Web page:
As we returned towards Seahouse harbour it had begun to become rather chilly, but the sunset was fabulous and we took several photos of Bamburgh Castle looking very mysterious and romantic in the dying sunlight.
Both Helen and I would do the Farnes Sunset Cruise again in a heartbeat!
Friday 08.07.16 and Saturday 09.07.16 – Lindisfarne, Embleton, Howick & Bamburgh
Friday & Saturday weren’t about birding – it was castles and beaches (and pubs!). However, during the course of the two days we did spot a number of birds, naturally, including some Stonechats at Howick and Sandwich Terns fishing in the sea near Bamburgh Castle.
Sunday 09.07.16 – Staple Island Cruise
We were to be leaving for home again today, and we hadn’t as yet set foot on any of the Farne Islands so far this trip. We have previously been on Inner Farne a good few times and Staple Island once before. These are the only two Farne Islands which the public are allowed to land on. All of the islands (28 in total depending on the tides) are closely controlled by the National Trust whose wardens decide when it is safe for the public to land.
Inner Farne is the most popular and most visited island by far, with wooden walkways to allow the public to safely walk around the island. Staple Island is very different – it is more for serious bird-photographers and ornithologists. There are no walkways on Staple – just bare rock – but visitors have much more freedom to roam and can get really close to the birds – Puffins in particular. As a bird photographer, Staple Island is simply more exciting than Inner Farne, being wilder and less controlled.
One problem with Staple Island visits though, is that landing is much trickier there due to regular sea swells by the landing jetty. It’s often not possible for the boats to safely land visitors there and so its always a bit of a gamble booking for Staple Island.
Helen and I were willing to gamble on Staple Island being accessible today though, as the sea was quite calm. It was rather dull and overcast as we arrived at the harbour, however, and very unlike the beautiful evening we’d enjoyed on Thursday.
We bought our boat tickets, paid the National Trust’s landing fees and made our way to the end of the pier to board ‘Glad Tidings’ – our vessel for the 2-3 hour cruise. No sooner had we set-off when the heavens opened and it rained torrentially. It was quite miserable on the open deck (there being no cover whatsoever for passengers on this boat) and we were soon as wet as could be! There was no way we could get our cameras out in the downpour, and visibility was pretty poor anyway.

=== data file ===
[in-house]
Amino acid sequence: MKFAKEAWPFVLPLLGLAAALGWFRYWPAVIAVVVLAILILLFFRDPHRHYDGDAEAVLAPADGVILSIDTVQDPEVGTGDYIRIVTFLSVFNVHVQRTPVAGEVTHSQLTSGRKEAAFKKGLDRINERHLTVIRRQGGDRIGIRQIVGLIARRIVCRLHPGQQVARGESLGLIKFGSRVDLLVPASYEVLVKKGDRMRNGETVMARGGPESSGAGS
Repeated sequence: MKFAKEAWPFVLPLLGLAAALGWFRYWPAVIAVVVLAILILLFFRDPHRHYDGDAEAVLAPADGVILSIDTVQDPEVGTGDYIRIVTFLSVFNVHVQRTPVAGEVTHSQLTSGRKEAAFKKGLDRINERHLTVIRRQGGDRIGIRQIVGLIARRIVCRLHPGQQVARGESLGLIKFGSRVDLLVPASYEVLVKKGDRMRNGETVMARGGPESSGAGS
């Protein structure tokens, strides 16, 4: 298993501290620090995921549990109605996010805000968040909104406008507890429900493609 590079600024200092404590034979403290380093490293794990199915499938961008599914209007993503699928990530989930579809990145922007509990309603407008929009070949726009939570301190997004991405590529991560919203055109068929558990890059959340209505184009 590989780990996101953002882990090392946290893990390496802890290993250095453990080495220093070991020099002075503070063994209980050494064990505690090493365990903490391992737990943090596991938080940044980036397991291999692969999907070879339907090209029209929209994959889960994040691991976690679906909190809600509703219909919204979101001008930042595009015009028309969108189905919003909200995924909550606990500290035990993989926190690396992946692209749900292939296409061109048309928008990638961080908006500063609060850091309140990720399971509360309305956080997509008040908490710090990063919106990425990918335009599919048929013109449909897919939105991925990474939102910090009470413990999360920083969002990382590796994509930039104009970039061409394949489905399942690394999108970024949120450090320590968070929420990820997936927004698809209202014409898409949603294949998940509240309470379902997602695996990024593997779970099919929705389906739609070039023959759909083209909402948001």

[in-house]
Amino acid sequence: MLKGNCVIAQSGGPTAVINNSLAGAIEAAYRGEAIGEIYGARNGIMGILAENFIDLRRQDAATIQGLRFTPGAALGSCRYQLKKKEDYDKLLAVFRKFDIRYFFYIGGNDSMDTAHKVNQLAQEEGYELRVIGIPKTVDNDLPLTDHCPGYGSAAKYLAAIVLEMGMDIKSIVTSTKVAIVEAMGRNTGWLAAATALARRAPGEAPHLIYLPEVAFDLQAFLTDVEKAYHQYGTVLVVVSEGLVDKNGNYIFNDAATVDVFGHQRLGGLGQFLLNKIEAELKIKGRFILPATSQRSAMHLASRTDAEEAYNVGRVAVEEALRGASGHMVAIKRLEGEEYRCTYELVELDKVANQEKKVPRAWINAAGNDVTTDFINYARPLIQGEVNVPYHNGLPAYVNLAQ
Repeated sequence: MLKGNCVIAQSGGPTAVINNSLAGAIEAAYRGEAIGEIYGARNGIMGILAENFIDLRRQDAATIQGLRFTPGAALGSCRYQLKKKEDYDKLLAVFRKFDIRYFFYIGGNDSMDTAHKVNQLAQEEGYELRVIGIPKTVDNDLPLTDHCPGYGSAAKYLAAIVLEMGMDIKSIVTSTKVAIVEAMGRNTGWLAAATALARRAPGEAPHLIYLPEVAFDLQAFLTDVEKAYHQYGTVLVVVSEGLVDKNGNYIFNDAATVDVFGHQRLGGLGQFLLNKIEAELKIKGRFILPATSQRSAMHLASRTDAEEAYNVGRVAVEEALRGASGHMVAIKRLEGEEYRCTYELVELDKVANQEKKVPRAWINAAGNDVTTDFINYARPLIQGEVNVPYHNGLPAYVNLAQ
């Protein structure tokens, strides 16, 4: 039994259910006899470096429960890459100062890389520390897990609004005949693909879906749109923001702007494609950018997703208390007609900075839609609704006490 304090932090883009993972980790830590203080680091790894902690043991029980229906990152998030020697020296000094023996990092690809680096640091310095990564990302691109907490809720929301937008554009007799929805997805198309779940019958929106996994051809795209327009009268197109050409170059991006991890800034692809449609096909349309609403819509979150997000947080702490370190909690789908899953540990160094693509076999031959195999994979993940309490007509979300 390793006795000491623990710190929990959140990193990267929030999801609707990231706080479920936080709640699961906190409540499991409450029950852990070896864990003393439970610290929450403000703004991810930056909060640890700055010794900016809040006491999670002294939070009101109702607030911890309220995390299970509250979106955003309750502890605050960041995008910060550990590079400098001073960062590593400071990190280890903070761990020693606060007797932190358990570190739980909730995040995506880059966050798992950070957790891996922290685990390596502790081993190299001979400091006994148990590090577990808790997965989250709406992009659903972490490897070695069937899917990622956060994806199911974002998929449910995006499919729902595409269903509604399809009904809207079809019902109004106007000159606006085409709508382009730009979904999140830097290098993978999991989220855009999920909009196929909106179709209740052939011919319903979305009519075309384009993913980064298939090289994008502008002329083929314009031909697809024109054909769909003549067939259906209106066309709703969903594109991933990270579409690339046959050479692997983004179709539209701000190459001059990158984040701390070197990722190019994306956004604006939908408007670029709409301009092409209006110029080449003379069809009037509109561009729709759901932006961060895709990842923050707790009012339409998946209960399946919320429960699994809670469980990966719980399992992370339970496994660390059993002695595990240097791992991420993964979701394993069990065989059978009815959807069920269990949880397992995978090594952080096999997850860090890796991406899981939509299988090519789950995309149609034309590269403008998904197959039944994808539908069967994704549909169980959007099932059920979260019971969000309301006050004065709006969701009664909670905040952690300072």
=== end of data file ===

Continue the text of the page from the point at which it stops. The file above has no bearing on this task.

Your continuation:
We did much of the same guided-tour today as we had on Thursday evening in the glorious sunshine. Today everyone on the boat was hunkered-down against the weather; no-one was taking any photos at all in the pouring rain. Most people weren’t even able to see past gaping anorak hoods or umbrellas!
Eventually, and as we closed-in on Staple Island, the rain began to abate and we could finally begin to watch the birds. We docked at Staple Island with no trouble at all and everyone on the boat began to stand-up in preparation for climbing onto the island. Helen and I were certainly becoming excited, wet bottoms notwithstanding!
That was when the National Trust warden delivered the bombshell – the rain had been so severe and the rocks had become so slippery that they wouldn’t allow us to land! Apparently, another visitor in recent days had slipped and seriously injured themselves on a similarly wet day, and the NT wardens weren’t taking any chances. What a blow!
Things were actually made slightly worse by the fact that a previous boatload of visitors, who had reached Staple Island before the downpour, had been allowed to land and they were now shephered onto our boat for the trip back to Seahouses – a double whammy!
All Helen and I could do was snap a few quick shots of the seabirds on the rocks by the jetty before we chugged off back to Seahouses. As we passed Inner Farne the sun was shining beautifully. If only we had elected to go there again instead today! Grrr!
A huge disappointment for us then – better luck next time, we hope!